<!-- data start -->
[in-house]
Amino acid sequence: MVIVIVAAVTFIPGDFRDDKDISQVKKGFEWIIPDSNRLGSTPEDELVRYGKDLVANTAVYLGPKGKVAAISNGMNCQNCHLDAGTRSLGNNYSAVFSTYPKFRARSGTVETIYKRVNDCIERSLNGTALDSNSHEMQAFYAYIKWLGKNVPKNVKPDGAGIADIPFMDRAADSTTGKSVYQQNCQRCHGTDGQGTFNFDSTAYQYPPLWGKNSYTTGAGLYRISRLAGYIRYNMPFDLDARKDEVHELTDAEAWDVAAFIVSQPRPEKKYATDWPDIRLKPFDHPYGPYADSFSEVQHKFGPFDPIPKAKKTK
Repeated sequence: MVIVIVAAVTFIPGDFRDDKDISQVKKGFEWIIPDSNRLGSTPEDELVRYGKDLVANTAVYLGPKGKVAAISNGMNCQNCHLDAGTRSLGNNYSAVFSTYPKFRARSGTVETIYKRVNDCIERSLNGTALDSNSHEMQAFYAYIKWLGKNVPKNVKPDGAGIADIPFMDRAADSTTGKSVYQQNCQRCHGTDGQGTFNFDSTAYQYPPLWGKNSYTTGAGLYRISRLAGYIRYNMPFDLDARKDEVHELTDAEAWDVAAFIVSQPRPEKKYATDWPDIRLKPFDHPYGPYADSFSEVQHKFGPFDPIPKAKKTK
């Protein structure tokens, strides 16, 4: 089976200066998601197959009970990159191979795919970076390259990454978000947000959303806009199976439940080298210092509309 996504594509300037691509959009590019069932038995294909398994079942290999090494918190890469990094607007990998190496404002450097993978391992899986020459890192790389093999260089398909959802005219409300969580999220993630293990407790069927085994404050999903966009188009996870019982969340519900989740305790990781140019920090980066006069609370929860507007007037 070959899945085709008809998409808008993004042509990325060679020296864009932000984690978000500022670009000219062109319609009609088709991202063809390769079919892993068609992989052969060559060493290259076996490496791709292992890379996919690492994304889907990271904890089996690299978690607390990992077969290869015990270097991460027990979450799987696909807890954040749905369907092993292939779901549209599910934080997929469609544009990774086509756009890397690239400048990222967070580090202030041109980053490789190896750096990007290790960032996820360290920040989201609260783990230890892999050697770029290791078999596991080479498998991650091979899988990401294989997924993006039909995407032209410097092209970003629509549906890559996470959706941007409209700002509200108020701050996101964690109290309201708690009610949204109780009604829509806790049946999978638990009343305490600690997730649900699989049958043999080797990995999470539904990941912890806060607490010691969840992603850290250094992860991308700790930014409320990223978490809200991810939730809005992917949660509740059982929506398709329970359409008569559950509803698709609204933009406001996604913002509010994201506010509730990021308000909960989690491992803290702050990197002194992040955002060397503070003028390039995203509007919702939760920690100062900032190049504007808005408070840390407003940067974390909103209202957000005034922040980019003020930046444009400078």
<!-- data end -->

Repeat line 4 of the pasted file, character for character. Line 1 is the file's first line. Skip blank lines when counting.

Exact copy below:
């Protein structure tokens, strides 16, 4: 089976200066998601197959009970990159191979795919970076390259990454978000947000959303806009199976439940080298210092509309 996504594509300037691509959009590019069932038995294909398994079942290999090494918190890469990094607007990998190496404002450097993978391992899986020459890192790389093999260089398909959802005219409300969580999220993630293990407790069927085994404050999903966009188009996870019982969340519900989740305790990781140019920090980066006069609370929860507007007037 070959899945085709008809998409808008993004042509990325060679020296864009932000984690978000500022670009000219062109319609009609088709991202063809390769079919892993068609992989052969060559060493290259076996490496791709292992890379996919690492994304889907990271904890089996690299978690607390990992077969290869015990270097991460027990979450799987696909807890954040749905369907092993292939779901549209599910934080997929469609544009990774086509756009890397690239400048990222967070580090202030041109980053490789190896750096990007290790960032996820360290920040989201609260783990230890892999050697770029290791078999596991080479498998991650091979899988990401294989997924993006039909995407032209410097092209970003629509549906890559996470959706941007409209700002509200108020701050996101964690109290309201708690009610949204109780009604829509806790049946999978638990009343305490600690997730649900699989049958043999080797990995999470539904990941912890806060607490010691969840992603850290250094992860991308700790930014409320990223978490809200991810939730809005992917949660509740059982929506398709329970359409008569559950509803698709609204933009406001996604913002509010994201506010509730990021308000909960989690491992803290702050990197002194992040955002060397503070003028390039995203509007919702939760920690100062900032190049504007808005408070840390407003940067974390909103209202957000005034922040980019003020930046444009400078």